W. H. Trotter

W. H. TROTTER. Of the rural families whose close connection with the development of Cherokee County merits special mention in this volume, is that of the gentleman whose name is used as the caption of this review, which is one of the most worthy. Mr. Trotter has been a citizen of the county since 1883, coming from Indiana, the State of his birth. He resides in section 27, township 33, range 23, in Salamanca township.

The Trotters are an old and honorable family in America, and are originally of Scotch-Irish extraction. The father of W. H. Trotter, John Trotter, was born in 1798, in County Armagh, Ireland, where his parents had settled upon their removal from Scotland. When W. H. was 17 years old, the family sailed from Belfast, for America, the three-months trip in a sailing vessel being in marked contrast with the seven or eight day voyage of the present time. The "Great West", which at that time was the Ohio Valley, then proved a stronger attraction than the crowded city, and they journeyed to Harrison County, Indiana, using the route then common, from Baltimore to Pittsburg, and down the Ohio by flat-boat. They settled on a farm, where the parents passed the remainder of their lives. Their family consisted of eight children, the youngest of whom, James, is still living in Indiana at the advanced age of 73 years. John Trotter followed farming, and flat-boating on the Ohio and Mississippi Rivers, during his lifetime, dying in 1862 at the age of 64 years. He was a man of influence and standing and served as county commissioner and township trustee. Like his father, he was of the Scotch Presbyterian faith, and a strong pro-slavery man. He married Mary Fleshman, a native of Harrison County, Indiana, whose parents were Virginia Dutch, from Shenandoah County, Virginia. She lived to be 77 years of age, dying in 1892, in Harrison County. Of their eight children, four died in Indiana, as follows: James H., at the age of 48 years; Leslie C., in 1901, at the age of 60 years; Mrs. Mollie L. Martin, in 1897; and Henry Clay, in infancy. Those living are: Mrs. Lucy Lopp, of Indiana; Jonas B., a stone and brick contractor, who lived in Cherokee County from 1884 to 1901, and now resides in Joplin, Missouri; Embree T., a contracting carpenter at Louisville, Kentucky; and W. H., the subject of this sketch.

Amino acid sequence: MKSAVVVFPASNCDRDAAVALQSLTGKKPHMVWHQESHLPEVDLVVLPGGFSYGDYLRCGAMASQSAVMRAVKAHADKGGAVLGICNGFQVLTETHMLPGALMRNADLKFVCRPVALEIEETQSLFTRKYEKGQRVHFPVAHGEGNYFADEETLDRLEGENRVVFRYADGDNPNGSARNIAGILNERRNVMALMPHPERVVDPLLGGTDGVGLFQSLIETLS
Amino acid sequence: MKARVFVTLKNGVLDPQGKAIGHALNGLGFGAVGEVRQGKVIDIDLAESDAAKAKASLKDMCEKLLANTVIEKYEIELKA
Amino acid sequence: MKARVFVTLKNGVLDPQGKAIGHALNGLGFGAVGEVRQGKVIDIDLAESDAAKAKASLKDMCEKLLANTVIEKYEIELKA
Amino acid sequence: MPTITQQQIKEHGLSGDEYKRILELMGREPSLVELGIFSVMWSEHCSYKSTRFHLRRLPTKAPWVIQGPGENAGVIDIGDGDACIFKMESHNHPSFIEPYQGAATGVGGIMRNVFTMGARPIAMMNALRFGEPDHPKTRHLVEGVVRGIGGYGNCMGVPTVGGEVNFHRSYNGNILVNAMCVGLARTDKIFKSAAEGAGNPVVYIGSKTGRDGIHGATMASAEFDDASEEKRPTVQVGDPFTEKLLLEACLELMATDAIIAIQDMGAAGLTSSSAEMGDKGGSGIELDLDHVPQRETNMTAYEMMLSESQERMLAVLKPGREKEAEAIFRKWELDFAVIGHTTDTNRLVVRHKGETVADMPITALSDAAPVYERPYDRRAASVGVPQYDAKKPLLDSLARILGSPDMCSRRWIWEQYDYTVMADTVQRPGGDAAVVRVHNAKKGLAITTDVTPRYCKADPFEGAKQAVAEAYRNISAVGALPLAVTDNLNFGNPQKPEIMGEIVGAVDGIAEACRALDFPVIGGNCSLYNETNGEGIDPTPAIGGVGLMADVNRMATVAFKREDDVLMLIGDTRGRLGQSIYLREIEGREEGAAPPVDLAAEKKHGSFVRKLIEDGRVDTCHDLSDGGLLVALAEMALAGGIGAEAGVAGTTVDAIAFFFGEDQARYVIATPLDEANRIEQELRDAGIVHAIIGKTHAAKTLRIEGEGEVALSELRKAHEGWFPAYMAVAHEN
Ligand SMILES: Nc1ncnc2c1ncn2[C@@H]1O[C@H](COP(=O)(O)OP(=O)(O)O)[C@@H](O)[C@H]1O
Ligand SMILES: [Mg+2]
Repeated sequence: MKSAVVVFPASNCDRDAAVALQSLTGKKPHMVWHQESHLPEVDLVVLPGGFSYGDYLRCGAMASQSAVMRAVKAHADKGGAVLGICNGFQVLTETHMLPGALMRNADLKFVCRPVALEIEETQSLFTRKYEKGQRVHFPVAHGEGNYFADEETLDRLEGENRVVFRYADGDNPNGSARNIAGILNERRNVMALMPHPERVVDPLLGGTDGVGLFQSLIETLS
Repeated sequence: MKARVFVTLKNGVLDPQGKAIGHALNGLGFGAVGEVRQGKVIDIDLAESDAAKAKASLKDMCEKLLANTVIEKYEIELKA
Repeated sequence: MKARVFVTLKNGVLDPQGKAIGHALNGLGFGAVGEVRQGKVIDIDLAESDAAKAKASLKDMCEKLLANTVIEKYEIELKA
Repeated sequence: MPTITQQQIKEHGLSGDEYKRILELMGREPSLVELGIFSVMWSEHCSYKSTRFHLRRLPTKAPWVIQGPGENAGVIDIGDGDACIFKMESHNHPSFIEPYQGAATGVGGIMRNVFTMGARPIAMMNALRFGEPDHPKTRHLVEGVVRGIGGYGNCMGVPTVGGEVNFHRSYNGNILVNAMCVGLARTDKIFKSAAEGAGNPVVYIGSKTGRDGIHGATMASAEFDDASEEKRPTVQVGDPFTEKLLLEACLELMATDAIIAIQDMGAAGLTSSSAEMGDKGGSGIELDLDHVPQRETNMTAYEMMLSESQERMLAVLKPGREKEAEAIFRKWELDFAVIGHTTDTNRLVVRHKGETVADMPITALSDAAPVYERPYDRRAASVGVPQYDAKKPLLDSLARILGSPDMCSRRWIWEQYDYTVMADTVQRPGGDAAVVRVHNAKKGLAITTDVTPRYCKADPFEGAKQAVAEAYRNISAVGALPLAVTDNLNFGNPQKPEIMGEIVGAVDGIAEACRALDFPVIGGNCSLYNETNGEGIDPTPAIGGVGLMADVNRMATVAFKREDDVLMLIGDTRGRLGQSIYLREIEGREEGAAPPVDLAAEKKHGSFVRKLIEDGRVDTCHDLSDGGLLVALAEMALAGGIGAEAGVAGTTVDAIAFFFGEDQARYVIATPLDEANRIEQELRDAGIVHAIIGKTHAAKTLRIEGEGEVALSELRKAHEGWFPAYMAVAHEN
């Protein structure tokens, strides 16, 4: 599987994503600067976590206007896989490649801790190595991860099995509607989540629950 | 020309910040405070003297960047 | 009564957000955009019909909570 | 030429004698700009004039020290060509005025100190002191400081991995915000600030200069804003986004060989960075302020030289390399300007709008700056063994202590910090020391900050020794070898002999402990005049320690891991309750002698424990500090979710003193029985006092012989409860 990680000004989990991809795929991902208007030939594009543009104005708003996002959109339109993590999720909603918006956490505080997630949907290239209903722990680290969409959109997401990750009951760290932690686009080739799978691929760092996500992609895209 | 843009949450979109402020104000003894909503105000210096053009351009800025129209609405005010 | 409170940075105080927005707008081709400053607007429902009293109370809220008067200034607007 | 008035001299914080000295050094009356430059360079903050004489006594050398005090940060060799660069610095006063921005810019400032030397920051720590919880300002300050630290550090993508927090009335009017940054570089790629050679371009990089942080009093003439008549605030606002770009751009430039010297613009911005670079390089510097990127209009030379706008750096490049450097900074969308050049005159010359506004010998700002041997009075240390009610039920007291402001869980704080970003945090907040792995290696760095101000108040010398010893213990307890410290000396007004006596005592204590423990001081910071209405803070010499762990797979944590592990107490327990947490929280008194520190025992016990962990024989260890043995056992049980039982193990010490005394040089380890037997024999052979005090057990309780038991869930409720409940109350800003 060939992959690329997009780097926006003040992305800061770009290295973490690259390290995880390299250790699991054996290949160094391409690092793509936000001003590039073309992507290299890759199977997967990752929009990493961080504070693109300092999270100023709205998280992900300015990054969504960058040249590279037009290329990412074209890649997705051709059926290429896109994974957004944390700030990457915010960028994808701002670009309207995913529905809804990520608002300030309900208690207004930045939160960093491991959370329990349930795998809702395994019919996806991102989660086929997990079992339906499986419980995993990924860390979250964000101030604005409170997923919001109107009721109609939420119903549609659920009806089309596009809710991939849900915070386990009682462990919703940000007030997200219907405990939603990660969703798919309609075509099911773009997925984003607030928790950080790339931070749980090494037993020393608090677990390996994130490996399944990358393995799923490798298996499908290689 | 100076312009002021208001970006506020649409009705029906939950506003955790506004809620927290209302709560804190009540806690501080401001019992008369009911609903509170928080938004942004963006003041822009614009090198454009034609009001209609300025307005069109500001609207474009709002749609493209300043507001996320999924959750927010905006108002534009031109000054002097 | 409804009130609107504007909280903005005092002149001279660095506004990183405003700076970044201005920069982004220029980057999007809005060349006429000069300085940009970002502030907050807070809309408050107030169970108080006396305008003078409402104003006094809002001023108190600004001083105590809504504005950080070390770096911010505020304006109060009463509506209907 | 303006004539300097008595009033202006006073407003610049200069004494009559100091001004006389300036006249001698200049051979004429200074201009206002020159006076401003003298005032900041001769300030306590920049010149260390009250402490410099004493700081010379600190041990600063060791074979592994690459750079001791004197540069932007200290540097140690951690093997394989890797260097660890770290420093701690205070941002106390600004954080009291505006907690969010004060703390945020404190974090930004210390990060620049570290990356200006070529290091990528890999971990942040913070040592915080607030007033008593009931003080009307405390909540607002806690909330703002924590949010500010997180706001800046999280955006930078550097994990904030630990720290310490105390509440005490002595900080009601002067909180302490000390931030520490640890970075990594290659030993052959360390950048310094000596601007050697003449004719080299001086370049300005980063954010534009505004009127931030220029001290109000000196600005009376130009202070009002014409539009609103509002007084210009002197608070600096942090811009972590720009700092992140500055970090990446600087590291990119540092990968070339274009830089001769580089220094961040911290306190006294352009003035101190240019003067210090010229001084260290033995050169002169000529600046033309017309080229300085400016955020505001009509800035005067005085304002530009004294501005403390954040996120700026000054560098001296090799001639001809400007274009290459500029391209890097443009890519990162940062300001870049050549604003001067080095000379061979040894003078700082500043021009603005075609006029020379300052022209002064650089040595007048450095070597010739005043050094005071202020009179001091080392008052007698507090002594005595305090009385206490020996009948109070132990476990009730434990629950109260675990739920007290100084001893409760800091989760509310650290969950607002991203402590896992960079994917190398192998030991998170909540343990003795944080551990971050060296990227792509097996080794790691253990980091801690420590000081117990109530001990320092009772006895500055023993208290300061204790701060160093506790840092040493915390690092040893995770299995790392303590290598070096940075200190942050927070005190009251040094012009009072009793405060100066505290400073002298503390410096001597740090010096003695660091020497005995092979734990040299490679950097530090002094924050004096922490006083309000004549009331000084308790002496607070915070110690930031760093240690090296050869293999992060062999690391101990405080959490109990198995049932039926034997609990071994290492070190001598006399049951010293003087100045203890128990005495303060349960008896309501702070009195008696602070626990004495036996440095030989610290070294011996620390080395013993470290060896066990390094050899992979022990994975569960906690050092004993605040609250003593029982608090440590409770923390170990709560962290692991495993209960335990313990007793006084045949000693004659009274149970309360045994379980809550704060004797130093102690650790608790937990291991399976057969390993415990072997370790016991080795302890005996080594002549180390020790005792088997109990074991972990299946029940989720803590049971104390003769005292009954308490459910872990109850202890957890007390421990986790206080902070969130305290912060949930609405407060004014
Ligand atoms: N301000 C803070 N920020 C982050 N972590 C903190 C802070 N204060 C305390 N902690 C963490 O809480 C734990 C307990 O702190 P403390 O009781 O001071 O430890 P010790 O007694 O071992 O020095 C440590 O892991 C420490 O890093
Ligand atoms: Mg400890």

W. H. Trotter was reared on the Indiana farm and had the advantage of a good school and refined home surroundings. A course in the high school was followed by a year's study in the university. For several years thereafter he taught school successfully, but was induced to turn his attention to agriculture, an occupation he has since followed. Upon coming to Cherokee County he spent about three months in Columbus, in the meantime looking about for a favorable location. He finally purchased 80 acres of unbroken prairie a part of his present farm, and later the northeast quarter of section 34, township 33, range 23. This farm of 240 acres, in all, well fenced and cultivated, with its eight acres of orchard and its many shade trees, and with a fine modern house and good outbuildings, stands to-day as a sample of what intelligent and consistent "Down East" farming will accomplish in Kansas. For, Mr. Trotter uses the system of rotation of crops, and the good old "Hoosier State" methods, which, with proper variation as to climate, will always prove successful.

Mr. Trotter became a family man in 1882, in his home county. Mrs. Trotter was Mary M. Highfill, born in Harrison County, Indiana, in 1852. She is a daughter of James F. Highfill, a farmer, and also a native of Harrison County. Her brother, Cary M. Highfill, spent several years in Cherokee County, and farther West, and then returned to Indiana, where he died in 1892. Mrs. Trotter's three sisters,— Mrs. Martha Stonecipher, Mrs. Katherine Stevens and Mrs. Helen Taylor,—all reside in Harrison County, Indiana.

To Mr. and Mrs. Trotter have been born four children as follows: One who died in infancy; James S., who was born in 1888, and died three years later; Elsie C., born in 1891, and Chester H., who was born in 1892, and died July 12, 1904.

During his career in Cherokee County, Mr. Trotter has been very much alive to the interests of the community in which he resides. Anything that promotes the public interests finds in him a warm supporter. He is an enthusiastic advocate of good schools, having been for the past 18 years a member of the local School Board. He has also served two terms as treasurer of the board of township trustees. As soon as the rural telephone was demonstrated to be a possibility, Mr. Trotter became earnestly interested in it, and he is now president of the Mitchell Telephone Line. Politically, a stanch Republican, he follows in the footsteps of his father in religious affiliation, and is an elder of the Presbyterian Church at Columbus. Both he and his family are of the type that prides itself in the qualities of good citizenship,—uprightness, industry and integrity.


History of Cherokee County Kansas and its representative citizens, ed. & comp. by Nathaniel Thompson Allison, 1904, transcribed by Carolyn Ward, instructor from USD 508, Baxter Springs Middle School, Baxter Springs, Kansas, 5/5/97.


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